CAAFlog » September 2011 Term » United States v. McClain

As predicted, CAAF made quick work of the question of legal sufficiency in United States v. McClain, No. 12-0099/AR, 71 M.J. 80 (C.A.A.F. Apr. 10, 2012) (CAAFlog case page) (link to slip op.), ruling for the government in a short per curiam opinion published today. The court avoids the technological tall grass, resolving the case in a way that only reinforces the importance of never missing an opportunity to keep your mouth shut when an investigator gives you a rights advisory:

The statement made by McClain on July 16, 2008, and admitted as Prosecution Exhibit 3 was sufficiently corroborated by the other evidence, both direct and circumstantial, for the military judge to admit the statement. McClain did not object at trial to the statement’s admission nor is he now asserting on appeal that the military judge erred by admitting the statement. That statement provides direct evidence that McClain intentionally sought pornography on the Internet using a Limewire software program that he installed on his computer, knowingly downloaded what he thought were videos containing child pornography, and then viewed those videos.

We hold that based on this evidence, including every reasonable inference that can be drawn from the evidence when viewed in the light most favorable to the Government, a rational trier of fact could find the essential elements of the charged offense of possession of child pornography beyond a reasonable doubt.

Slip op. at 4-6.

Unfortunately, the facts of this case prevented an effective inquiry into the apparently commonplace testimonial use of SHA1 values – as opposed to actually viewing the files and testifying about what was seen – in child pornography cases (a practice that is, to my knowledge, still unchallenged in military appellate caselaw).

Case Links:
ACCA’s opinion
Appellant’s brief
Appellee’s (government) brief
Oral argument audio
Blog post: Argument recap
CAAF opinion
Blog post: Opinion analysis

Last week’s oral argument in United States v. McClain, No. 12-0099/AR, involved a straightforward issue that arises from a complicated fact pattern. The question before the court was:

Whether the evidence is legally sufficient to support appellant’s conviction of possessing child pornography.

However, the facts involve a sort of interpretative technological dance to determine that the appellant possessed child pornography.

The appellant was convicted, contrary to his pleas and by a military judge sitting as a general court-martial, of one specification each of possession of child pornography and distribution of visual depictions of minors engaging in sexually explicit conduct to internet users, in violation of Article 134, UCMJ. He was sentenced to confinement for 14 months (reduced to 13 months by the convening authority), reduction to E-1, and a BCD. However, the ACCA found the evidence supporting the distribution specification legally and factually insufficient, stating: “We are not convinced beyond a reasonable doubt appellant maintained the specific intent to place child pornography in a shared, peer-to-peer software program and make that child pornography available for viewing or downloading by other Limewire users.” United States v. McClain, No. 20090446, Slip op. at 4 (A. Ct. Crim. App., August 19, 2011) (memorandum opinion). The court reassessed the sentence, and affirmed it as approved by the convening authority.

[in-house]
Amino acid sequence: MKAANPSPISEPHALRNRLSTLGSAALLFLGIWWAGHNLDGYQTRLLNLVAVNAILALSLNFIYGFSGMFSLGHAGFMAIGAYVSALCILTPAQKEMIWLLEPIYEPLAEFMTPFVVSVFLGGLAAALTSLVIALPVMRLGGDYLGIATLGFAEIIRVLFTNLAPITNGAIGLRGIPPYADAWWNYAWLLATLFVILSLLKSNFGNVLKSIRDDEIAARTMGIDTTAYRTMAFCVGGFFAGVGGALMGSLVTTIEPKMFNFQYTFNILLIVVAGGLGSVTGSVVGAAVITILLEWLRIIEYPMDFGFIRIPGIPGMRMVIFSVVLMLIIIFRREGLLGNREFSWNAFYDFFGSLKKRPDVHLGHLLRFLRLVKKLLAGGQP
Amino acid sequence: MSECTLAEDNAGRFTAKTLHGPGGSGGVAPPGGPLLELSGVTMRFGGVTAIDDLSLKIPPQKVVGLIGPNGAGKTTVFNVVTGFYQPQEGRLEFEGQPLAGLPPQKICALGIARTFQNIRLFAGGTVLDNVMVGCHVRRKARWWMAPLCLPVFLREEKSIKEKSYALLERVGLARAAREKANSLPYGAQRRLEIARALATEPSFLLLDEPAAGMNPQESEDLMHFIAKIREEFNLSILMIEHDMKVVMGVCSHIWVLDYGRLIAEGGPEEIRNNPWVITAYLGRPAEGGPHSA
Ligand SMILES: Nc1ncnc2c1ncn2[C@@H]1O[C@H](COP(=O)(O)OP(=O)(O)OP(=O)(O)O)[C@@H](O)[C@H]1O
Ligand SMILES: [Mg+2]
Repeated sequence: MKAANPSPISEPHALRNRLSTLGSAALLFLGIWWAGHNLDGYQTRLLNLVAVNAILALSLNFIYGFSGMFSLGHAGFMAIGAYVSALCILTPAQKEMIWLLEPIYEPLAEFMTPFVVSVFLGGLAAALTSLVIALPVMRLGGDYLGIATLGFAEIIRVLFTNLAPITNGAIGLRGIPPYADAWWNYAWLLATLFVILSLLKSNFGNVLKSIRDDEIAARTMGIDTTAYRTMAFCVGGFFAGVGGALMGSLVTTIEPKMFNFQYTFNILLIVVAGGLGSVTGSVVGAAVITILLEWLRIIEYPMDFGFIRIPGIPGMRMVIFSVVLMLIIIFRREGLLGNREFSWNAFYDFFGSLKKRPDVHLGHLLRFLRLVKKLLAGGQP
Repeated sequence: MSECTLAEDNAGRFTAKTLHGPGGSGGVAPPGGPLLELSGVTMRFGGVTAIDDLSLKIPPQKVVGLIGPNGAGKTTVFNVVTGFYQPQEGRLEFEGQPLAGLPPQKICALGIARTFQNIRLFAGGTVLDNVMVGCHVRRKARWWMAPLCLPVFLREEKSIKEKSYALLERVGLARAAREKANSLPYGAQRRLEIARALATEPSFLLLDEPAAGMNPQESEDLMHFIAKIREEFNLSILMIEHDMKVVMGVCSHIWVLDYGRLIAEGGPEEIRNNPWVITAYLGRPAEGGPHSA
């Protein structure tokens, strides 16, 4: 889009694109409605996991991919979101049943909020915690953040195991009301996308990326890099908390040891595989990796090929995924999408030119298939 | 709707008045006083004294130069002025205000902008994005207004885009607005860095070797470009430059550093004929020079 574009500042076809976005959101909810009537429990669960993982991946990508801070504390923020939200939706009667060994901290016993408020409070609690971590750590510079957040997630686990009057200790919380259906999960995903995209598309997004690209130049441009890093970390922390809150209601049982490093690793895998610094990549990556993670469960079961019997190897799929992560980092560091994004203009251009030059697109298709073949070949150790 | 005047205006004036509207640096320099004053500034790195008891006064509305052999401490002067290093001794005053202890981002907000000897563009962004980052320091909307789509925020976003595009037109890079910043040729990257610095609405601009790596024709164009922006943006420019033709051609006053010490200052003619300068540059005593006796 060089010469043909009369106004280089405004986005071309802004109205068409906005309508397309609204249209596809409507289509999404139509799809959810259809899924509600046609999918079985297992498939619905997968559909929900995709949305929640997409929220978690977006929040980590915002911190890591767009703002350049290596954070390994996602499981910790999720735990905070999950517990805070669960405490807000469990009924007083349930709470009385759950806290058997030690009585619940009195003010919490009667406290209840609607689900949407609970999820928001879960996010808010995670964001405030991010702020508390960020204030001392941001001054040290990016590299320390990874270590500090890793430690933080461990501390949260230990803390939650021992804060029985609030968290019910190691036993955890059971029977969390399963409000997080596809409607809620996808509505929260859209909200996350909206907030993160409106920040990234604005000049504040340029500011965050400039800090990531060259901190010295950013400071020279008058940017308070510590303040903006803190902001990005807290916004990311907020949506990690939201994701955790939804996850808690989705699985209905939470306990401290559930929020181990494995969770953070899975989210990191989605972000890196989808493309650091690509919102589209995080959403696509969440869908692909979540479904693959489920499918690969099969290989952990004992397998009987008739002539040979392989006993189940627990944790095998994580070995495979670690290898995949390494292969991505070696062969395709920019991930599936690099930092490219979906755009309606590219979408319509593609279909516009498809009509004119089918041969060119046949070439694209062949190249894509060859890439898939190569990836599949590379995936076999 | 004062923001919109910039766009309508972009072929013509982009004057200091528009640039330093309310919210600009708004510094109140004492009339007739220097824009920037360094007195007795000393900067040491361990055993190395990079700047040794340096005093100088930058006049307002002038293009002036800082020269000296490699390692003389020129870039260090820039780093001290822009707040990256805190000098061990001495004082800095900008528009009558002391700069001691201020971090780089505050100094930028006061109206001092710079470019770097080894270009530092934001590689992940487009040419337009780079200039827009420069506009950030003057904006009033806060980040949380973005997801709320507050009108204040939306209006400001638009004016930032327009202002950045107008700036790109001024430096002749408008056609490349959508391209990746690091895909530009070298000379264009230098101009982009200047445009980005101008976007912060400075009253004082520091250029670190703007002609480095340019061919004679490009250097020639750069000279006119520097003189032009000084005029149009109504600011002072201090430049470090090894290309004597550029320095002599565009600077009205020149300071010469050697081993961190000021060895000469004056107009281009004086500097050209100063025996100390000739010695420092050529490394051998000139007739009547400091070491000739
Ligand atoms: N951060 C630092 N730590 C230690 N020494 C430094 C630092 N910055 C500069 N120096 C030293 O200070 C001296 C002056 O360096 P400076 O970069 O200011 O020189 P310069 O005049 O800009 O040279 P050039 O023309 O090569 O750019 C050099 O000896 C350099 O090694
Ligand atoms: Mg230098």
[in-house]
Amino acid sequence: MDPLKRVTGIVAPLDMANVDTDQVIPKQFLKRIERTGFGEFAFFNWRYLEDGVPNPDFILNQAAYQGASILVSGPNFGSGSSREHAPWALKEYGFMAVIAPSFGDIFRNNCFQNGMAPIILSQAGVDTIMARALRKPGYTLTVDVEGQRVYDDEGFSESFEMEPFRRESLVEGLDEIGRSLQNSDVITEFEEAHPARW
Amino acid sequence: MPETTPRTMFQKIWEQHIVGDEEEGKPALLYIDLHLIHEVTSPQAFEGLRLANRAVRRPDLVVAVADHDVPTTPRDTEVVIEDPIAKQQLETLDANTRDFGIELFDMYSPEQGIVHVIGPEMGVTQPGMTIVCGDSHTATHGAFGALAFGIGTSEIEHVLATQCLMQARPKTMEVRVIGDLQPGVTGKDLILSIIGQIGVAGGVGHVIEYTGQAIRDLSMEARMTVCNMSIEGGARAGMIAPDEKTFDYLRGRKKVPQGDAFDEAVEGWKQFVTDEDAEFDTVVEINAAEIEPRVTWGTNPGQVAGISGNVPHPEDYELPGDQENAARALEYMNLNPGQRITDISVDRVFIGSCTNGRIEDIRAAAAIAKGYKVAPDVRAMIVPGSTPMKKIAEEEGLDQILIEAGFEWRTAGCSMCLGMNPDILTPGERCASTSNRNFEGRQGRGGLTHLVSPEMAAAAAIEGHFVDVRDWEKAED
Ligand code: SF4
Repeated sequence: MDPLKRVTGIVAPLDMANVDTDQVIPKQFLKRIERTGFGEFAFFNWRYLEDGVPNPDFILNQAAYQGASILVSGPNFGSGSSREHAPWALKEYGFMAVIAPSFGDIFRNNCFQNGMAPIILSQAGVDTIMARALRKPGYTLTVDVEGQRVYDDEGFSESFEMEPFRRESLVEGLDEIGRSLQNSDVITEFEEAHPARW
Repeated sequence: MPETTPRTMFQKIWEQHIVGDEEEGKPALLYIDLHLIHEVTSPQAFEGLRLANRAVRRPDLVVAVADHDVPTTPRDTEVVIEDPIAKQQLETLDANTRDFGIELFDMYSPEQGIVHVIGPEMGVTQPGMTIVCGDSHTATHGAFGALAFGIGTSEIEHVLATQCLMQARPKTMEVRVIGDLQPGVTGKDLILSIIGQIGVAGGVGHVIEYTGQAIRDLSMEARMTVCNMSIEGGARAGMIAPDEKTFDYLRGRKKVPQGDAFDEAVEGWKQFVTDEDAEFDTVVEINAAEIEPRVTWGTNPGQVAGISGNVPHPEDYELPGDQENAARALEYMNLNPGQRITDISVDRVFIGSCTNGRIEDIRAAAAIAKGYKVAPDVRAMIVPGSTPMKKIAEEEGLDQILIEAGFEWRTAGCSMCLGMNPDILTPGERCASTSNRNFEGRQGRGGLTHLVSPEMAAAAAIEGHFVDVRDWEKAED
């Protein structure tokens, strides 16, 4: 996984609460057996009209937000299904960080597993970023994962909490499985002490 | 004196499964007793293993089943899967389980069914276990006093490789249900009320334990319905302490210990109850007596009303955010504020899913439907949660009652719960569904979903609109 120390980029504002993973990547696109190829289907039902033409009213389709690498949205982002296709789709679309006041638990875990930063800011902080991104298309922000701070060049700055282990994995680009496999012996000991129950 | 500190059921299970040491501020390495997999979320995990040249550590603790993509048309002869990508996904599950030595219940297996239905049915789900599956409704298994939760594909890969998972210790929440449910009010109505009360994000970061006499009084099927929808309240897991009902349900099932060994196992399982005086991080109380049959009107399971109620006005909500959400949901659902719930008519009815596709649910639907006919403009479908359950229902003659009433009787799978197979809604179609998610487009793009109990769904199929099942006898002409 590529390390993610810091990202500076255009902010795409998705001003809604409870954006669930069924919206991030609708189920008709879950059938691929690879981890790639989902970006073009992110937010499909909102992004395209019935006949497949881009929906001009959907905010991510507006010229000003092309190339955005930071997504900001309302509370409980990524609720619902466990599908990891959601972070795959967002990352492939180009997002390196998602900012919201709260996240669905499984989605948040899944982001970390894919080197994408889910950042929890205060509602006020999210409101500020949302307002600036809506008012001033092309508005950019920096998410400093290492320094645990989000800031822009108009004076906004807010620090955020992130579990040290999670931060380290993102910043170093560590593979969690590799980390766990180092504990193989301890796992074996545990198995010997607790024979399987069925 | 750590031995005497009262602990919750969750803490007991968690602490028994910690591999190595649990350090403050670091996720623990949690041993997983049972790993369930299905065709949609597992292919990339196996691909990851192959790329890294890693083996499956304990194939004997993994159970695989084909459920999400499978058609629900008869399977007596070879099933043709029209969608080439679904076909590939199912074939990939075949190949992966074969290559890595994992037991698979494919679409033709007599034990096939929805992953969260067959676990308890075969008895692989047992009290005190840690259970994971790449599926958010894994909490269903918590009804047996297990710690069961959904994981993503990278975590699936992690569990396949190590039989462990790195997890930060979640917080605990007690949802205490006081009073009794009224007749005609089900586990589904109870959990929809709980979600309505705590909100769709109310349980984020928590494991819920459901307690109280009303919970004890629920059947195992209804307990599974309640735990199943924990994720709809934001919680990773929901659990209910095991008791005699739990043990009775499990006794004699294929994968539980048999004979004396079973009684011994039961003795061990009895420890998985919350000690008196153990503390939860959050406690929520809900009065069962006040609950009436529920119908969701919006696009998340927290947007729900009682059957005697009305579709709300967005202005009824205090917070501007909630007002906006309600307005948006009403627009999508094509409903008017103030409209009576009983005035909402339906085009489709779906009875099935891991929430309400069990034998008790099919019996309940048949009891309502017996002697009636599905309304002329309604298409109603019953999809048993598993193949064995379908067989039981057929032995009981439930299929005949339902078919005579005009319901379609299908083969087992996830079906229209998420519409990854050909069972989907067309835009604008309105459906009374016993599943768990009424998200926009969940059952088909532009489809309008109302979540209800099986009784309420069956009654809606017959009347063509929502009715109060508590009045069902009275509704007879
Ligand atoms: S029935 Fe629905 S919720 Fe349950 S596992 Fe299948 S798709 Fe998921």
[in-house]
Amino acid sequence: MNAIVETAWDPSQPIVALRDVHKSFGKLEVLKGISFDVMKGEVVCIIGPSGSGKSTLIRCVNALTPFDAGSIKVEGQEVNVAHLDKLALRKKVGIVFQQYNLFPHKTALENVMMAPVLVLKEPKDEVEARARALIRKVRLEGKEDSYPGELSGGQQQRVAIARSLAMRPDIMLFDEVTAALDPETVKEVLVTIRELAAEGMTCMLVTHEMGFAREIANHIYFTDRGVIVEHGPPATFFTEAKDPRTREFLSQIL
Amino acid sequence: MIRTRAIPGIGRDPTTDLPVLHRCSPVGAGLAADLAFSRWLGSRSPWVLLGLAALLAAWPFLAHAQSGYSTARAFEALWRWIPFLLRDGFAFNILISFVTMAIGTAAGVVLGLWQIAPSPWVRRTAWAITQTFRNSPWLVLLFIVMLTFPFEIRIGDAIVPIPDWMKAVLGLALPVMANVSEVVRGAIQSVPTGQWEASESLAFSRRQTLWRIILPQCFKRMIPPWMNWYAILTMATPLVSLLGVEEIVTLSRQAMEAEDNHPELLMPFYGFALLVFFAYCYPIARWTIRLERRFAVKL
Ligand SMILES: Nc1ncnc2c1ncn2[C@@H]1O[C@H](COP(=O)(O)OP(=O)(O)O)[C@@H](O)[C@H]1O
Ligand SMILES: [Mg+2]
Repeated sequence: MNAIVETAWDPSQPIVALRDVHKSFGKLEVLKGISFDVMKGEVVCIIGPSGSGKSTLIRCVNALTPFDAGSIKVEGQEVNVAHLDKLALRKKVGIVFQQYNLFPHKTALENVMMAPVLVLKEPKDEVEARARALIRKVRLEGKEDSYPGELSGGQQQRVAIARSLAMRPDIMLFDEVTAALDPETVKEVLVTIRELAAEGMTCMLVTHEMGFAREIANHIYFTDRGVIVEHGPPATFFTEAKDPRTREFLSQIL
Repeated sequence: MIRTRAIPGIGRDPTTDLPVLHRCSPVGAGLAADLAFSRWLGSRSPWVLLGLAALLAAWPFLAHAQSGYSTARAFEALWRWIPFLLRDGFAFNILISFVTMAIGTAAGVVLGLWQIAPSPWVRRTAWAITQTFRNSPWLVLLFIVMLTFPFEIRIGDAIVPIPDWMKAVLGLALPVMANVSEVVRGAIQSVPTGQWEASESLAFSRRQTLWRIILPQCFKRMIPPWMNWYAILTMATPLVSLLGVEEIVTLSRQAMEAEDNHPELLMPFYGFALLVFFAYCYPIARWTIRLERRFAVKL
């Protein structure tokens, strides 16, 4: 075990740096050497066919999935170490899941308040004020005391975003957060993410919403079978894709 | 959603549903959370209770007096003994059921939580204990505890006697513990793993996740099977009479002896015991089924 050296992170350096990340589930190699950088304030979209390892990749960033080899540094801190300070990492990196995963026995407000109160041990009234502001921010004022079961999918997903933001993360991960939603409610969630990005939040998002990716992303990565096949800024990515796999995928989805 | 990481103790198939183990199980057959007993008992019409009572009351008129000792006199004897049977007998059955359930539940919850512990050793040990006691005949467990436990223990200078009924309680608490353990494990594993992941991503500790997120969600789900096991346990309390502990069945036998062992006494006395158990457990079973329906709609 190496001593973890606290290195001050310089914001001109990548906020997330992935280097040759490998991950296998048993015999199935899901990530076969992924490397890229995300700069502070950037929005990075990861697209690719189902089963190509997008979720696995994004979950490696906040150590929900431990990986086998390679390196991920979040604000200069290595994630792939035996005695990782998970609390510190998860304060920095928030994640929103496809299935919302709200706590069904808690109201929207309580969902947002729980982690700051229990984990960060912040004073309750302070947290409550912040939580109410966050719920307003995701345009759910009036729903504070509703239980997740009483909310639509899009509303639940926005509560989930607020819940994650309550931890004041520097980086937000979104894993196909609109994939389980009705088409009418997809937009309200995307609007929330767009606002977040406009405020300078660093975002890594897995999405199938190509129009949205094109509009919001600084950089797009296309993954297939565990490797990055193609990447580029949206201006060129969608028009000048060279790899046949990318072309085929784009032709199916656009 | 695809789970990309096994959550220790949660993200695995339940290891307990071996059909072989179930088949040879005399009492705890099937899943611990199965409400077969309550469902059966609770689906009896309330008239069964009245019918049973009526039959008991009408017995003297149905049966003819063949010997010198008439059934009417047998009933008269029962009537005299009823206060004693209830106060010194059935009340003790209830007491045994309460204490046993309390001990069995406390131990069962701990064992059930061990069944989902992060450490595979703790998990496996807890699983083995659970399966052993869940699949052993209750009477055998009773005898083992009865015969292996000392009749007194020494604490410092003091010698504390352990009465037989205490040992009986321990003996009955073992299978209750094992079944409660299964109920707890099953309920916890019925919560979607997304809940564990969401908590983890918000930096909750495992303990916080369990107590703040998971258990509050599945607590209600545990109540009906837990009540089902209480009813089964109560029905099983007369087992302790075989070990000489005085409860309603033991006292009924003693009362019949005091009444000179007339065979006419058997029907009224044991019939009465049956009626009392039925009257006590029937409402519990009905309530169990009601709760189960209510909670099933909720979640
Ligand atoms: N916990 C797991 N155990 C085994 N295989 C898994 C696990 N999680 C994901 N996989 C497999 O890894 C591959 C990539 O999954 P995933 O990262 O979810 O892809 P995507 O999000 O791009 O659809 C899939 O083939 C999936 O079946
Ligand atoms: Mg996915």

At trial, an NCIS Special Agent testified that while he was conducting an undercover investigation for personnel distributing child pornography over the internet, he attempted to download what appeared to be child pornography from what was later identified as the appellant’s computer (via the peer-to-peer file sharing program Limewire). However, he was unable to download any of the files that the appellant was later charged with possessing. Instead, he downloaded files from other Limewire users that had the same titles, file type, file size, and “SHA1 value” as the files on the appellant’s computer. Subsequently, the appellant admitted, in a sworn statement, to downloading child pornography.

Unfortunately for the government, the Special Agent testified as a lay witness, and the court-martial heard no formal expert testimony about the meaning of a “SHA1 value” (which is an algorithm used to create a digital fingerprint – also known as a “hash” – of a digital file, and is often used in child pornography cases). This created two arguments for the appellant before CAAF: (1) the Special Agent’s testimony was actually improper expert testimony, and (2) the Special Agent never viewed the actual files on the appellant’s computer, and therefor couldn’t confirm that he knew what they were or that they could even be viewed by the appellant.

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Links to the audio of this week’s oral arguments: